The Crucible by Arthur Miller: how Abigail Williams Abused her Power

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In 1692 in the colonial town of Salem, Massachusetts, talk of witchcraft spread through the villagers like wildfire. These accusations lead to mass hysteria and panic. In Arthur Miller’s portrayal of the Salem Witch Trials, The Crucible, the characters’ actions affect those around them and drive the hysteria. This being said, developments in the characters’ personalities greatly impact the outcomes of the trials. Many characters change significantly throughout the play while several, on the contrary, do not undergo any changes in their character.

Mary Warren, the Proctors’ servant, experiences several changes in her character. Mary initially wants to tell the truth and cries, “Abby, we’ve got to tell. Witchery’s a hangin’ error, a hangin’ like they done in Boston two year ago” (Miller 18). She worries about the consequences of conjuring and dancing. But Mary is weak, timid, and easy to influence and is swept up in the hysteria of the trials. She follows along with Abigail and the other girls, accusing the townspeople of witchcraft. Once she’s a part of the court, Mary seems to redeem her sense of pride and importance. Mary says pointedly, “I must tell you sir, I will be gone every day now. I am amazed you do not see what weighty work we do” (Miller 56). She likes the power it brings her. However, when people who are clearly innocent are accused, like Elizabeth Proctor, Mary begins to question her involvement in the whole thing.

Her guilty conscience can be seen when she makes the poppet for Elizabeth as an attempt at an apology. Mary knows Abigail only brought up Elizabeth’s name in court as revenge, being fully aware of the curse Abby attempts and her affair with Proctor. But when Abigial uses the poppet to further accuse Elizabeth, Mary feels guilty and agrees to go with Proctor to testify in court, saying, “I cannot lie no more. I am with God, I am with God” (Miller 94). Mary, for a brief period of time, tries to come clean about what was really occurring in Salem. After she tells the truth, the girls accuse Mary of witchcraft, and fearing for her life, she lies again, this time accusing Proctor of witchcraft. Mary is submissive and subservient, unable to make choices for herself, she either follows Abigail or Proctor. Mary’s inability to ultimately change for good causes Proctor’s death.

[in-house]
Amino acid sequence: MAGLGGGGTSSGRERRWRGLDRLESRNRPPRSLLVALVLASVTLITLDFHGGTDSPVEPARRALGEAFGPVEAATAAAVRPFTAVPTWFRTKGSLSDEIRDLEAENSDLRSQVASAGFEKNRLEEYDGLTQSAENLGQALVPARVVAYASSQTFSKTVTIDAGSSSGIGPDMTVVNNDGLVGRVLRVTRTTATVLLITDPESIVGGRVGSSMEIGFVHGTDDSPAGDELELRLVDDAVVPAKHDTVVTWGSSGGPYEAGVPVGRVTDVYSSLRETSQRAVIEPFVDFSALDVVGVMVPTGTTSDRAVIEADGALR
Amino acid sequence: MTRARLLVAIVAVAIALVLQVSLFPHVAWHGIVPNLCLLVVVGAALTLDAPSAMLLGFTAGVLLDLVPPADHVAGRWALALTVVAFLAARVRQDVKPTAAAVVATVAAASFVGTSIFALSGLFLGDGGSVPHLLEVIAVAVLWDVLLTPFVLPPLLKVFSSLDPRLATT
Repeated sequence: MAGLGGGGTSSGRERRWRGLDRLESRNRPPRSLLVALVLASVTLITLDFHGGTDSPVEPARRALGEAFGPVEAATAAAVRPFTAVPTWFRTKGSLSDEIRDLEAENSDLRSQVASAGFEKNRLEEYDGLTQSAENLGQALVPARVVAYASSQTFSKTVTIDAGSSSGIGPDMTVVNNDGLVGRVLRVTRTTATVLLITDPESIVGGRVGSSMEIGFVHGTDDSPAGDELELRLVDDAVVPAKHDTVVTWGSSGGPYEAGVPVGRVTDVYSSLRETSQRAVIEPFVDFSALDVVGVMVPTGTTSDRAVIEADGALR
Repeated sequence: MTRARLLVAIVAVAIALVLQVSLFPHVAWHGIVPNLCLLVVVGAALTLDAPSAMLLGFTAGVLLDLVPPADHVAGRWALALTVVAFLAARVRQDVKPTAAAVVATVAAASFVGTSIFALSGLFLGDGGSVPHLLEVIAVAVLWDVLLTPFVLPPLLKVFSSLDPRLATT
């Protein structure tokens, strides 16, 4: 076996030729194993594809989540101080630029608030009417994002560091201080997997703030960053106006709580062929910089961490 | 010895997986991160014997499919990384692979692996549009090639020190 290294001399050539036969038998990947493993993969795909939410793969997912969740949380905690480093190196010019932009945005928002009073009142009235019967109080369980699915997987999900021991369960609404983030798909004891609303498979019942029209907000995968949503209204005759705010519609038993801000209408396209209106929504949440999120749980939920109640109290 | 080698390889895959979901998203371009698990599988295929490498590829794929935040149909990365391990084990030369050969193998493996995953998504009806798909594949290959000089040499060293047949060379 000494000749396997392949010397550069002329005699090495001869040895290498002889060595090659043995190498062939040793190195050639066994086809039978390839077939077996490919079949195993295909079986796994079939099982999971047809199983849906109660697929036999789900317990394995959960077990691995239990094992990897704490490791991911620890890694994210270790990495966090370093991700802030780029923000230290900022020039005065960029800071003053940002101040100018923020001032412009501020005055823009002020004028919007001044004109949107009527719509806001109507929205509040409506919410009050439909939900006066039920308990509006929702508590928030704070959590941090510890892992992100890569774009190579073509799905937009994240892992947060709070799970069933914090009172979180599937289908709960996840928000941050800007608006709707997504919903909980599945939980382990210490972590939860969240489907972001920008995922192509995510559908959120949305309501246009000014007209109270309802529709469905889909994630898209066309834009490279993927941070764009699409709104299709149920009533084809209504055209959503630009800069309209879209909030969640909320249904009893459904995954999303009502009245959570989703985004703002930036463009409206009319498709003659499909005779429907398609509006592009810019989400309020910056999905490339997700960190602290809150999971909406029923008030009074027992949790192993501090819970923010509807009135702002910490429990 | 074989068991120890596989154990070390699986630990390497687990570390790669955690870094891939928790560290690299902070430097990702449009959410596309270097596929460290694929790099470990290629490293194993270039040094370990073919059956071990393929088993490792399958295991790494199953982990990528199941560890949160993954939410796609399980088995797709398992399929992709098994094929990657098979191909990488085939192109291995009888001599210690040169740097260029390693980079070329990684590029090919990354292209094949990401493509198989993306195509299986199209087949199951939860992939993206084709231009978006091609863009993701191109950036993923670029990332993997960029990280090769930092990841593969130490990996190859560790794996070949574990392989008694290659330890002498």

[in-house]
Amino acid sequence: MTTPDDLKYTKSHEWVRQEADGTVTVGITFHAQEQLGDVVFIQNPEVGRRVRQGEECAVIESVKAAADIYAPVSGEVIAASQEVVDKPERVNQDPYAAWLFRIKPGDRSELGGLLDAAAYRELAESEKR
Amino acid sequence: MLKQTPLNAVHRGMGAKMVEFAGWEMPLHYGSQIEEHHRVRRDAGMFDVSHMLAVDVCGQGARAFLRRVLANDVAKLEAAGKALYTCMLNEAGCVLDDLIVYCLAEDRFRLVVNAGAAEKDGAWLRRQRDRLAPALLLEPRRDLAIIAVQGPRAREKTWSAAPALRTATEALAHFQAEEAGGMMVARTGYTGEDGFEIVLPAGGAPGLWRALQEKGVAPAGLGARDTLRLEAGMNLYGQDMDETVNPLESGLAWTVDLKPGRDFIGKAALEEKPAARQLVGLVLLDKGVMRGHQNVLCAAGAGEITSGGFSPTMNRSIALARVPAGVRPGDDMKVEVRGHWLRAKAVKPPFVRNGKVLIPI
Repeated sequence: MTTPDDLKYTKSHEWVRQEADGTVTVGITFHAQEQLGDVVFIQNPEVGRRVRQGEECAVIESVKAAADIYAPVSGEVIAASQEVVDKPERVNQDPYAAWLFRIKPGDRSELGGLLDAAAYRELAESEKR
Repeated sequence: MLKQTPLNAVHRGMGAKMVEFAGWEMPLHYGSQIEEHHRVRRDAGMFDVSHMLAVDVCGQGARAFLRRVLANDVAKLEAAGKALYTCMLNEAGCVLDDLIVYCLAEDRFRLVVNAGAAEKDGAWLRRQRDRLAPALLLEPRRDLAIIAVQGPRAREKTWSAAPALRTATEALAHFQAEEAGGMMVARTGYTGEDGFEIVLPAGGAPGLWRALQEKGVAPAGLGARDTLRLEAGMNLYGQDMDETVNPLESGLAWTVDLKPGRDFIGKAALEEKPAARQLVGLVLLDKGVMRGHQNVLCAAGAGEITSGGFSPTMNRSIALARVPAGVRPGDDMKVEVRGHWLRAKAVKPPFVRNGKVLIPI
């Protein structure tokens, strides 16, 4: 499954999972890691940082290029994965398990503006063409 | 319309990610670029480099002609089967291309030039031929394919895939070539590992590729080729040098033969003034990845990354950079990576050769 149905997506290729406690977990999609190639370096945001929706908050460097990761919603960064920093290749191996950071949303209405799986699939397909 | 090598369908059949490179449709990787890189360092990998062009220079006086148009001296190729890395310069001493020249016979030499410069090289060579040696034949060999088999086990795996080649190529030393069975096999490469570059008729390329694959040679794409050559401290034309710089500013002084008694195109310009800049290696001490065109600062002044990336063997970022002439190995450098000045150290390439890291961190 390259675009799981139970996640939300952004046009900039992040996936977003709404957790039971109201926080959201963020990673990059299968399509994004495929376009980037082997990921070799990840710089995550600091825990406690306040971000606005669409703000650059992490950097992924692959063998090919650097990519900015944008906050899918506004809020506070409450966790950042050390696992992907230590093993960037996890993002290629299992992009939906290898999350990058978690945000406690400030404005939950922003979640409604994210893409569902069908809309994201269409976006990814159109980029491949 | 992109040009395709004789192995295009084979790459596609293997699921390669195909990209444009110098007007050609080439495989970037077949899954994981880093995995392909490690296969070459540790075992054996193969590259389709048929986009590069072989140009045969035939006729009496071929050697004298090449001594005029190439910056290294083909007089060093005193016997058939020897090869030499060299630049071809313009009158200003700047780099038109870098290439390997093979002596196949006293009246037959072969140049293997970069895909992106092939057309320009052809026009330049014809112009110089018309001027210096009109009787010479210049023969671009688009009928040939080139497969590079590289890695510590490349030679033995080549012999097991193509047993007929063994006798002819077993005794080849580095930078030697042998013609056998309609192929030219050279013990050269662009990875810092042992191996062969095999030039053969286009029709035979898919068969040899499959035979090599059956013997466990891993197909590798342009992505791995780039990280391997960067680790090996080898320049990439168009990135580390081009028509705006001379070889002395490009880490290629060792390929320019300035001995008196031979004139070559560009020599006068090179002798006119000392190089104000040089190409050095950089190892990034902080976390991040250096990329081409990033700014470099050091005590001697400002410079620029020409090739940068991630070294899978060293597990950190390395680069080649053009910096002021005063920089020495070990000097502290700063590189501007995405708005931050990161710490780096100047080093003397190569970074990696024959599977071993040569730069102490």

Likewise, Reverend Hale is considered a dynamic character because of the dramatic internal changes he undergoes. When Hale first arrives in Salem, he is dedicated to finding the guilty and bringing them to trial. During his first night in Salem, Hale declares, “Have no fear now- we shall find him out if he has come among us, and I mean to crush him utterly if he has shown his face” (Miller 37). Hale’s purpose to find and expose witches is clear, and as he does so he seems to wish to assert his dominance. Hale acts rather pompously and carries books that are “weighted with authority” (Miller 34). He savors his title as witch-hunter and sees these trials as an opportunity to further his reputation. But as the play progresses, he begins to see what is really happening in the village. Reverend Hale says, “I have signed seventy-two death warrants… I’ll not conceal it, my hand shakes yet as with a wound” (Miller 92).

Listening to John Proctor and others, he becomes convinced that they, not Abigail, are telling the truth, but this realization comes too late as the fate of the trials are no longer in his hands, but Judge Danforth’s and Hathorne’s. His failure to convince the courts that those accused are innocent marks the final change in Hale’s character. Hale, the once confident and officious man, becomes broken and defeated. Once his beliefs in witchcraft waver, his faith in the law and justice follows. He urges Elizabeth Proctor, “I beg you woman, prevail upon your husband to confess. Let him give his lie” (Miller 122). Although Hale ultimately realizes the corruptness of the trials, his actions are not in defiance, but surrender. He believes confessing to witchcraft and saving oneself is the lesser of two evils, even though it means succumbing to injustice.

Unlike Mary Warren and Reverend Hale, Abigail Williams remains a static character throughout The Crucible. Abigail is selfish and everything she does is for her own personal gain. She stays egotistical and remorseless throughout the play. In the beginning, Abigail manipulates the girls into lying and threatens them if they do otherwise. Abigail says, “Let either of you breathe a word, or the edge of a word, about the other things, and I will come to you in the black of some terrible night” (Miller 19). In this example, Abigail worries about tarnishing her own reputation and is willing to harm her friends if it means she will be able to avoid punishment. As the play progresses, Abigail continues to lie and decieve to protect herself. When Mary Warren testifies against Abigail in court and threatens to expose her lies, Abigail cries, “Oh, please, Mary! Don’t come down” (Miller 107). Abigail and the other girls would rather abandon their friend and have Mary risk hanging than confess. Abigail never changes these qualities once throughout the play. In the end she becomes a prostitute, carrying the same sinful inherent characteristic she has possessed since the play began.

The changes in these characters prove to be significant to the plot of the play. 

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The Crucible by Arthur Miller: How Abigail Williams Abused Her Power. (2022, Jun 23). Retrieved from